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The concept of medical responsibility is historically entrenched, with first mentions dating to the fabled Code of Hammurabi, which famously established the “eye for an eye” maxim. The code arguably offers the founding statement of medical malpractice law, reading “If the doctor has treated a gentlemen with a lancet of bronze and has caused the gentleman to die, or has opened an abscess of the eye for a gentleman with a bronze lancet, and has caused the loss of the gentleman’s eye, one shall cut off his hands.” Millennia later, “lancet” would become synonymous with the of concept medical responsibility in highbrow intellectual communities, and synonymous with medical malpractice itself. A famed British medical journal, The Lancet, borrows its name from the ancient code’s provision. Britain would unwittingly spearhead efforts to legislate medical malpractice, establishing nomenclature and court decisions that would go on to become the ancestors of modern malpractice law.
During the formative centuries of English common law after the critical Battle of Hastings in 1066, medical malpractice legislation began taking shape. The Court of Common Law shows several medical malpractice decisions on record. An 1164 case, Everad v. Hopkins saw a servant and his master collect damages against a physician for practicing “unwholesome medicine.” The 1374 case Stratton v Swanlond is frequently cited as the “fourteenth-century ancestor” of medical malpractice law. Chief Justice John Cavendish presided over the case, in which one Agnes of Stratton and her husband sued surgeon John Swanlond for breach of contract after he failed to treat and cure her severely mangled hand. Stratton saw her case ultimately dismissed due to an error in the Writ of Complaint, however, the case served as a crucial cornerstone in setting certain standards of medical care.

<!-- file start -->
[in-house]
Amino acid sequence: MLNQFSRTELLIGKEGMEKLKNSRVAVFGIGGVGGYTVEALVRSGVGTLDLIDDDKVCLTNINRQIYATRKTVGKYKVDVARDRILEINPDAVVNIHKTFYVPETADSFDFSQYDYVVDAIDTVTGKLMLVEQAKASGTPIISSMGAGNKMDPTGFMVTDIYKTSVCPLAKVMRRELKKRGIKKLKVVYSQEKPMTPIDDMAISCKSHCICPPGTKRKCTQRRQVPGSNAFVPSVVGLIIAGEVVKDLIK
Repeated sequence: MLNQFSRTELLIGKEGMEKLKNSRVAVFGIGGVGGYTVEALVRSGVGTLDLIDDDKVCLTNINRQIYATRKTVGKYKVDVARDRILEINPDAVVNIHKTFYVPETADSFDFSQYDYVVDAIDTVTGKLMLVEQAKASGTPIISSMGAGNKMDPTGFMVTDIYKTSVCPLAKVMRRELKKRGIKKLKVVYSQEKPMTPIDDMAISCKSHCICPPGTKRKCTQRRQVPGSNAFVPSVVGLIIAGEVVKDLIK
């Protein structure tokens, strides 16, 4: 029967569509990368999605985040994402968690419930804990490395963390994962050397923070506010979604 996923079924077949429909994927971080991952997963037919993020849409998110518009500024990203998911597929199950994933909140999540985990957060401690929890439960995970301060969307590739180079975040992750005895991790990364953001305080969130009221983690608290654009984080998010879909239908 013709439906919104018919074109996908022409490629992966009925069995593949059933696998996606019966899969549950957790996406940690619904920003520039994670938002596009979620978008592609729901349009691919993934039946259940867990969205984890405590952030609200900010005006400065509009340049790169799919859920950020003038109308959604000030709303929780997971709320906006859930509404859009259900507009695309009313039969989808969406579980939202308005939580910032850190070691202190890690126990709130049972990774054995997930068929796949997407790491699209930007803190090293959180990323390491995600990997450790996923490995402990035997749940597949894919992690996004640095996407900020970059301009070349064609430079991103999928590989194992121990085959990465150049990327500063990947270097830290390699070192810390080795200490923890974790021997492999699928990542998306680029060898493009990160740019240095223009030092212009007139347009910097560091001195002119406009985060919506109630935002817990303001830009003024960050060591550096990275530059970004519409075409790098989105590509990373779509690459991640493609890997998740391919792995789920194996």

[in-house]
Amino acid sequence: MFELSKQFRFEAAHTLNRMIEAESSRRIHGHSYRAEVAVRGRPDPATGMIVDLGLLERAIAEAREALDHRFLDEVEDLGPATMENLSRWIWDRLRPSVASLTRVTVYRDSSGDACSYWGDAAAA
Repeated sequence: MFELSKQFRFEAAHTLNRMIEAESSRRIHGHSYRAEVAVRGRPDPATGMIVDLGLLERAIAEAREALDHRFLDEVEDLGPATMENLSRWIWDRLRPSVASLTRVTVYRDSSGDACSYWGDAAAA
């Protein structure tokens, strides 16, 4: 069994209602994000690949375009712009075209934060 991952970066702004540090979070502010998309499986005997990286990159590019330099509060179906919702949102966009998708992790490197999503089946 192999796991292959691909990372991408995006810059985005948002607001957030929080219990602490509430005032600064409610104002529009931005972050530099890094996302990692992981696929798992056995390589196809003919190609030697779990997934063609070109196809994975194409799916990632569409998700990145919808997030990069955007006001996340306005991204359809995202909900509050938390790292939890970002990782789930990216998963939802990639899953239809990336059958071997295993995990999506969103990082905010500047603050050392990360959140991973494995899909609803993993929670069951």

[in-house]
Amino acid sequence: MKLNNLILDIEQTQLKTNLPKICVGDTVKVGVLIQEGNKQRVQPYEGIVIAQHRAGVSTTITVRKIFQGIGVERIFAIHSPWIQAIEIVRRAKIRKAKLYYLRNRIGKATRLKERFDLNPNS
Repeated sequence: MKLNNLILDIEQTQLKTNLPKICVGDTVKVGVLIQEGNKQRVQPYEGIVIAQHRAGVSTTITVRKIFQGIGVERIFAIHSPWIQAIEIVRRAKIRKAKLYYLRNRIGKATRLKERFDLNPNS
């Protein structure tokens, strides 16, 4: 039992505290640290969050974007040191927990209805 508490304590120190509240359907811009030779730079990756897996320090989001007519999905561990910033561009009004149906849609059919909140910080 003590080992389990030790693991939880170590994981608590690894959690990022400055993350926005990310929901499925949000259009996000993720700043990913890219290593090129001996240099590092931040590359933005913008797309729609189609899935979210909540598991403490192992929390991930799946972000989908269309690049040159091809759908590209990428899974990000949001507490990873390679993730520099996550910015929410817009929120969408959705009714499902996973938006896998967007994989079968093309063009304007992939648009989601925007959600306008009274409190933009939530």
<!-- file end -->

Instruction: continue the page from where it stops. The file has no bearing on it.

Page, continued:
Cavendish ruled that a physician could be held liable if and when they harmed a patient as a result of negligence while stipulating that a physician who diligently adhered to the standard of care would not be liable even if he accomplished no cure. A legal precursor to expert testimony came in 1532, when a law passed under the reign of Holy Roman Emperor Charles V, requiring the opinion of medical men to be taken in cases of violent death. In 1768, Sir William Blackstone penned Commentaries on the Laws of England, in which he recruited the Latin term “mala praxis” to describe the concept of professional negligence, or ‘tort’ in modern parlance. Blackstone noted that mala praxis “breaks the trust which the party had placed in his physician, and tends to the patient’s destruction.” The proper term of ‘malpractice’ was coined sometime thereafter, deriving from Blackstone’s work.